Exercise is essential for keeping your brain sharp and helping to prevent memory loss. And learning new skills also helps keep your neurons firing better. So learning a new exercise activity is a double-whammy when it comes to brain health. Ballroom dancing and other activities that require some skill and memorization are a good option. The key is to choose activities that keep you engaged; don’t pick things that you can do on autopilot. You don’t need to overly exert yourself to reap the benefits of exercise for your brain and memory, but you should exercise regularly. Research shows that active individuals have a lower risk for diabetes, high cholesterol, hypertension (high blood pressure), and stroke, which can affect memory.

6. Meet New Workout Partners
One of the best ways to stay engaged with exercise—and committed to a regular schedule of activity—is to find people you want to work out with. And what better way to find someone than to try a new activity? Join a running group to find a partner to meet for jogs, try a spin class and find someone you can go for bike ride with, or strike up a conversation while doing partner stretches in a yoga class. Or ask a friend to join you in trying a new activity.

7. Get Excited About Exercise Again
When too many days in a row go by that you’d rather hit the snooze button than hit the gym, it’s definitely time to make a change. It may take a little trial and error before you find a new workout you enjoy, but stick with it until you do. Then, change up your routine so that you include several types of activity every week. You’ll see better results and have a lot more fun doing it.

Handy Portion Control

Eating the right portion sizes pays off, say Pennsylvania State University scientists, who found out how easily big servings lead to a calories overload.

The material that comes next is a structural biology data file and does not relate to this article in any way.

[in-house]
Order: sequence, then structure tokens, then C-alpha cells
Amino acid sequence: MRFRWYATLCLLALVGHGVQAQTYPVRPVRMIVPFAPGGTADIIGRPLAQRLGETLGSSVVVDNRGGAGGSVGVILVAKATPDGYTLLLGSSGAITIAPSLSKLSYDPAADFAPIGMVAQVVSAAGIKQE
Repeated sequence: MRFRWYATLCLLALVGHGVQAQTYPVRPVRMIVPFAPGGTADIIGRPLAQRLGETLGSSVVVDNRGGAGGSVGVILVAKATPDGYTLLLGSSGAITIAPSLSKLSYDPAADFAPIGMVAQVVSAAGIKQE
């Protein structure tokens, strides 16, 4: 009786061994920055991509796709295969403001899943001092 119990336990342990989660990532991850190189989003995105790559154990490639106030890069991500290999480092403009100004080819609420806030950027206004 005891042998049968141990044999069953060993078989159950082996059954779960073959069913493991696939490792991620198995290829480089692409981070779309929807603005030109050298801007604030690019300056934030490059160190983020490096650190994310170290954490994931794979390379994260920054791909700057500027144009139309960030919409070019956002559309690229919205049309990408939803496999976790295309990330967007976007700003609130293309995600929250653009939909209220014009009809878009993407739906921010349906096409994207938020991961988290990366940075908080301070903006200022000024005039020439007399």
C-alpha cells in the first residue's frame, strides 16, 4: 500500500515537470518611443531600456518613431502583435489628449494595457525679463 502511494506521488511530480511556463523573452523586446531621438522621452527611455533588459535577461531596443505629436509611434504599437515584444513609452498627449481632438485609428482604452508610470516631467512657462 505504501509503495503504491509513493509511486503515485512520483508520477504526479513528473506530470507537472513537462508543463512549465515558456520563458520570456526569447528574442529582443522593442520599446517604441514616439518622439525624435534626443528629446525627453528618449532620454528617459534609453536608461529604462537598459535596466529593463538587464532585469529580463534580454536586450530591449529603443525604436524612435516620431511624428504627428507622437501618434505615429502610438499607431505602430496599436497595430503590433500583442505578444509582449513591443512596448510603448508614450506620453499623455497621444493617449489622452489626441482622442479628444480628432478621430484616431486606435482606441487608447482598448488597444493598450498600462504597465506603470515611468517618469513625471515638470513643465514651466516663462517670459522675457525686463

On 2 consecutive days in each of 3 weeks, 32 subjects chose as many food portions as they wanted. But the serving portion sizes changed: Regular size portions during week one became 50% larger the second week and doubled during week three. 

Compared with the first week, total daily calories jumped by 335 calories per day for women and 504 calories for men during the second week, and by an astonishing 530 calories for women and 812 calories for men in the last week. 

To make controlling portion sizes super easy, print out this guide and carry it with you until you've committed it to memory.  

Monday, November 19, 2012



*BONUS Sweat*

-Turn up the burn and ab flattening of this workout with the following five-minute quickie after each resistance-band circuit. Or try it on its own during commercials.

-Jump rope, do step-ups on the couch or coffee table, or run up and down the stairs in your house.

-Hold a plank pose, balancing on floor on forearms and feet.

-Do jumping jacks.

-Do bicycle crunches, bringing opposite elbow and knee together. (Every fourth crunch, hold the position for five seconds before resuming.)

Repeat jumping rope, step-ups, or running up and down stairs.

Sunday, November 18, 2012


Superset Chest Bodyweight & Dumbbells!

Dumb-bell flies/ Tricep pushup superset
Lie on a flat bench and hold a dumb-bell in each hand. Open your arms to the side, then bring them back to the start. Do 12 reps. Get into a push-up position, with two towels over elbows. Lower your chest to the floor, squeeze towel between elbows and the side of your body. Aim for 12 reps. That’s one superset. Rest for 60 seconds. Do two more supersets.

Incline bench/decline push-up superset
Raise the bench to an angle of 45 degrees. Lying on it, grab two dumb-bells as before, and push upwards, with elbows tucked in. Do 12 reps, then immediately do 20 push-ups, this time with your feet resting on the bench and your hands on the floor. That’s one superset. Rest for 60 seconds. Do two more supersets.

Push-up/bench press superset
Do 20 push-ups as a warm up. Then, lie on a bench with two dumb-bells held by your chest. Keep your elbows tucked in and push upwards until your arms straighten, before lowering to the start position. Do 12 reps, then immediately do 20 press-ups. That’s one superset. Rest for 60 seconds. Do two more supersets. Note the agreeable burning sensation across your chest.